In the East, both Georgia and Florida are playing well, and everyone else is really struggling. Granted, Kentucky is a special case with its multiple quarterback injuries, and what Mark Stoops has done with his remarkable wide-receiver-turned-running-quarterback is a reflection of just how gifted a coach he is. When you can have a turnaround like that with a new offense at mid-season, there is no doubt you’ve got your program and personnel in the right spot.
Few will likely agree while LSU soars, but if I could vote on SEC coach of the year, it would surely be for Mark Stoops.
But the rest of the division is really having problems. No one is scoring, driving or seeing any success in the red zone. If this continues, expect Kentucky to be the only chance as a spoiler for the annual Gator-Dawg race for the East title. So long as Stoops stays, the Wildcats have a chance, but I doubt they’ll accomplish it more than once every couple of years. They just don’t have the recruiting base that the other two do.
SEC East Defense
Here’s where I begin to suspect the numbers and the problems in the East. Both Florida and Georgia are highly capable on defense. But can we really grant that the next best nearly-as-good defense is Missouri? This is what the numbers above would indicate. Then again, it’s not like they are that far above the rest of the division. Nearly everyone shows some meaningful ability in the red Zzone, but keep in mind this doesn’t account for the big play scores from outside the red zone.
Good defenses don’t normally allow them often enough to be statistically impactful, except this year, of course, in the case of LSU, who will line up against that “best in conference” defense from Georgia.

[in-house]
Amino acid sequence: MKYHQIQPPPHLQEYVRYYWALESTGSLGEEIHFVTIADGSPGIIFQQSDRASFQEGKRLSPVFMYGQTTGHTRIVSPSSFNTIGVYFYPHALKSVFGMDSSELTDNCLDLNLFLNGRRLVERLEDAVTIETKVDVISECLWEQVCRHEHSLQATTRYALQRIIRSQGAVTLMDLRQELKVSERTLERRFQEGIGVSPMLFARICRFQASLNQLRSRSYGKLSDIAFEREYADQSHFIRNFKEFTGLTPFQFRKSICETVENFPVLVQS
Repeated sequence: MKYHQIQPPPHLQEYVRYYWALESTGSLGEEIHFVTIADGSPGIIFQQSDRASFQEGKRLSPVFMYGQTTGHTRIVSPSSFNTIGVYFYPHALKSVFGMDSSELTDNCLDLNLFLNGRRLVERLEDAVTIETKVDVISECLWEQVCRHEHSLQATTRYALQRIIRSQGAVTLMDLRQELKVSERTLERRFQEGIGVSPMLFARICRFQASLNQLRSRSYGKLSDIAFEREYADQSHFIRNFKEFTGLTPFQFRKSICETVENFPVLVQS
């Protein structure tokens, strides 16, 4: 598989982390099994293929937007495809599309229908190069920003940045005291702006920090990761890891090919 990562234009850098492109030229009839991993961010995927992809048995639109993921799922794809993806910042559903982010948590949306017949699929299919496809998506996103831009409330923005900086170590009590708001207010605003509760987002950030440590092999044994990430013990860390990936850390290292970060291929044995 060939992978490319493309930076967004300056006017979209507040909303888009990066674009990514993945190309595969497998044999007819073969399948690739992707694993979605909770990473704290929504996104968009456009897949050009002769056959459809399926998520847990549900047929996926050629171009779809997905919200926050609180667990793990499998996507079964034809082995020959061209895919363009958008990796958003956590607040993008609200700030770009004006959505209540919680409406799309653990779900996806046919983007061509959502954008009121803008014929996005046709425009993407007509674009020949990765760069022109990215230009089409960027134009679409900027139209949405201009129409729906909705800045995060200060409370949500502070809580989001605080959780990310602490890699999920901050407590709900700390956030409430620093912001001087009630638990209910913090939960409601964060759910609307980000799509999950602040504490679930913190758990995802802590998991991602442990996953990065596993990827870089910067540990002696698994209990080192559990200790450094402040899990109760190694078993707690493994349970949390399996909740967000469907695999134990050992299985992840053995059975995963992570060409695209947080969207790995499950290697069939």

Something’s got to give in that “Unstoppable Force and Immovable Object” contest, and my impression is that Georgia will be the one that will move because I just don’t see this LSU team even slowing down that much these days.
State of the Conference
I’ve bemoaned all season that there was a growing gap between the top six and bottom eight in the SEC. Let me admit my mistake, it isn’t that way at all.
Instead, it’s between the top five and bottom nine. Like I said, Kentucky has shown tremendous improvement and grit in bouncing back from its injuries to really put on a show the last few games. But that’s not where the ‘Cats were earlier in the year, and the results above are cumulative.
Five teams failed to make the postseason this year. In their final games Kentucky and the top five all scored at least 40 points in their last games and averaged 46.7 points among them. The rest? None scored above 28, and together they averaged just over 15 points. This is the current chasm between the elite teams in the conference and the rest of the bunch.
As we reach the end of the 2019 season, these numbers won’t change all that much in the championship, bowl or playoff games. We know of at least three coaching changes, but I wouldn’t be surprised if we see many other teams below the top five contemplating coordinator and other staff changes in the near future. This type of disparity in the Southeastern conference is simply too much of a threat to fan and administration expectations to be allowed to continue.
This is where we are, this year.